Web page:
The Supreme Court’s June 4 decision in Masterpiece Cakeshop v. Colorado Civil Rights Commission was narrow, but that doesn’t mean it was sensible. Indeed, it’s a problematic ruling and ill-considered to boot.

The case concerned two men, David Mullins and Charlie Craig, who were turned away from a bakery in Colorado when they sought a cake for their wedding. The bakery would have been happy to make a cake for an opposite-sex couple, but it refused service to Mullins and Craig because they’re gay. That’s an obvious instance of discrimination.

Despite what some people in the Religious Right seem to think, the high court didn’t rule that there is an unfettered right to discriminate based on religious beliefs. In fact, the court made it clear in its ruling that LGBTQ people may not be subjected to “indignities when they seek goods and services in an open market” and they “cannot be treated as social outcasts or as inferior in dignity and worth.”

What the court said is that the Colorado Civil Rights Commission had exhibited bias against the baker in this specific case. It pointed out that such government proceedings must be free of anti-religious animus.

That sounds fine on its face, but it begs a question: Was there actually bias against the baker’s beliefs in this situation? The evidence is slim and rests mainly on a statement made by one member of the commission who said, “Freedom of religion and religion has been used to justify all kinds of discrimination throughout history, whether it be slavery, whether it be the Holocaust. … [W]e can list hundreds of situations where freedom of religion has been used to justify discrimination. And to me, it is one of the most despicable pieces of rhetoric that people can use to, to use their religion to hurt others.”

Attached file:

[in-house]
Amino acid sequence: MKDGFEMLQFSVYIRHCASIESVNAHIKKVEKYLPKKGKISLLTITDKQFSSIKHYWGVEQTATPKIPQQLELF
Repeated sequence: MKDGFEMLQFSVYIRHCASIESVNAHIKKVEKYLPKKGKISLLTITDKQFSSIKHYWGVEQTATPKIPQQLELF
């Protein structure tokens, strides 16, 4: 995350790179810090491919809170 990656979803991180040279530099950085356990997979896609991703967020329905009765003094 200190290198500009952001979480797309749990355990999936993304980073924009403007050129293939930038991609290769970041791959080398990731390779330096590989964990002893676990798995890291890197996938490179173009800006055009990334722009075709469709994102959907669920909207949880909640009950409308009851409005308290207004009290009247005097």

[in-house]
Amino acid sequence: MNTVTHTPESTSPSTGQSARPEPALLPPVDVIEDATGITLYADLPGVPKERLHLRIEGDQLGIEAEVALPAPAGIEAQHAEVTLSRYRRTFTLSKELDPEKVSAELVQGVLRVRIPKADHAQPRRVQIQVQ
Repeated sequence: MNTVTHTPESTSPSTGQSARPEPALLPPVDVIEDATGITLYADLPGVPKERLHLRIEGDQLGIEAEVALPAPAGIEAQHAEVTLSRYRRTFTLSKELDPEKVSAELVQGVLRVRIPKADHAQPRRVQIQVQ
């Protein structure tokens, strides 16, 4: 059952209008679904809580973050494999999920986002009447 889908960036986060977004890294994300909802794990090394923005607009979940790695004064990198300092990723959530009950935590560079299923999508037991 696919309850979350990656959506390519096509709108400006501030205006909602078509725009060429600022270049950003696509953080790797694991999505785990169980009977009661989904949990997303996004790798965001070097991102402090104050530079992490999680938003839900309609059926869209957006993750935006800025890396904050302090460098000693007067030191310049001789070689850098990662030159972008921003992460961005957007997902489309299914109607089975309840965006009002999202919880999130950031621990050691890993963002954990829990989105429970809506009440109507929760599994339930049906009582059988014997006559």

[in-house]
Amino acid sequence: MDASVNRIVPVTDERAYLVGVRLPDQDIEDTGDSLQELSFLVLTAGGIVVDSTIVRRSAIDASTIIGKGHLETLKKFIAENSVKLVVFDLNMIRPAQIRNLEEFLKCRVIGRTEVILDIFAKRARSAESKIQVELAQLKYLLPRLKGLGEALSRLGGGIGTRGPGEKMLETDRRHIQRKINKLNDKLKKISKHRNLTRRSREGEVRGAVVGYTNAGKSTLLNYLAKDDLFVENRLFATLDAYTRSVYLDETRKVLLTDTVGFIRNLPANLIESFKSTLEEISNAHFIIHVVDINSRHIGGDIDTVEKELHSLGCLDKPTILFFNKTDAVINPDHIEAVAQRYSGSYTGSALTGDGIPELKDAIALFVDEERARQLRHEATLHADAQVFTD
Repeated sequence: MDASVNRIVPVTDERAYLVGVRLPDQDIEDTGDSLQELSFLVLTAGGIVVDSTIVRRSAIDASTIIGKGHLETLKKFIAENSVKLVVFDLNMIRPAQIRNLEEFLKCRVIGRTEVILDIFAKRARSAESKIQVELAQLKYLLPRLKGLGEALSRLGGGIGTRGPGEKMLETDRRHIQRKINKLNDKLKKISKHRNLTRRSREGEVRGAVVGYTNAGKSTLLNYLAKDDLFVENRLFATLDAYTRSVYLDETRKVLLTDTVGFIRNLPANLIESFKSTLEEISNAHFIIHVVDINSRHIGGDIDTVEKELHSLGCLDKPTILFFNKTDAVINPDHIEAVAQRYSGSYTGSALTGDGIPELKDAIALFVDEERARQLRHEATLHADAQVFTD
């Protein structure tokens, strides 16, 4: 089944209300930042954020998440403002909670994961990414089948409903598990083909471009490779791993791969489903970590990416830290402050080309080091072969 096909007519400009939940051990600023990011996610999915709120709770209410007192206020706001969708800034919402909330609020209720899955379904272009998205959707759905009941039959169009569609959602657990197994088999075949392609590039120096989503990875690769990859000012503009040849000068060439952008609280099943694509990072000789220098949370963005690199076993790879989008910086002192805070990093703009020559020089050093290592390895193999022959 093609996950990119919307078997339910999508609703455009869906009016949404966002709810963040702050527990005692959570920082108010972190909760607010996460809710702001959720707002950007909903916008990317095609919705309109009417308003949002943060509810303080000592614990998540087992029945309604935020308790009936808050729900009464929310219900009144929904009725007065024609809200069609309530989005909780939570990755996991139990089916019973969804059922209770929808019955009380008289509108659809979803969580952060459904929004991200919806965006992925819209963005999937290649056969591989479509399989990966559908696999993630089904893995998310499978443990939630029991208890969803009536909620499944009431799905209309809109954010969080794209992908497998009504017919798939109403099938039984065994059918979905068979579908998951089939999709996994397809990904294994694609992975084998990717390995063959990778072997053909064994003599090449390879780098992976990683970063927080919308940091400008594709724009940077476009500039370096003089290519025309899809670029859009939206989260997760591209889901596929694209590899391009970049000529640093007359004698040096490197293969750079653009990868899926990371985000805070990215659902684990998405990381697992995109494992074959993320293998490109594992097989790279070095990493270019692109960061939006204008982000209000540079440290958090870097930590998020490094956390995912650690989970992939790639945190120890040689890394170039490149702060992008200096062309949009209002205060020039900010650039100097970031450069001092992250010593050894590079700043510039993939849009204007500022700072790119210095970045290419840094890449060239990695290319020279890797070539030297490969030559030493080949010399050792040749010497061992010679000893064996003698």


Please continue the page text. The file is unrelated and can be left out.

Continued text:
While the reference to the Holocaust may be hyperbolic, the gist of the commissioner’s statement is hardly controversial. Historically, religion has been used to oppress people and deny their rights.

As Justice Ruth Bader Ginsburg noted in her dissent, this was just one statement by one commissioner in a long process that involved other government bodies, such as state courts. There’s no evidence that these other institutions exhibited any form of bias against the baker. Even if we accept that notion that the commissioner’s statement was hostile to religion, it hard­ly indicts the entire process.

It seems the Supreme Court was looking for a way to get rid of this case without addressing a compel­ling question: Can the owner of a for-profit business use his or her religion to deny goods or services to another person?

The court may have dodged the issue this time with what it thinks is a compromise, but this question will be back. Several similar cases are in the pipeline.

We hope for a more thoughtful analysis from the court next time.

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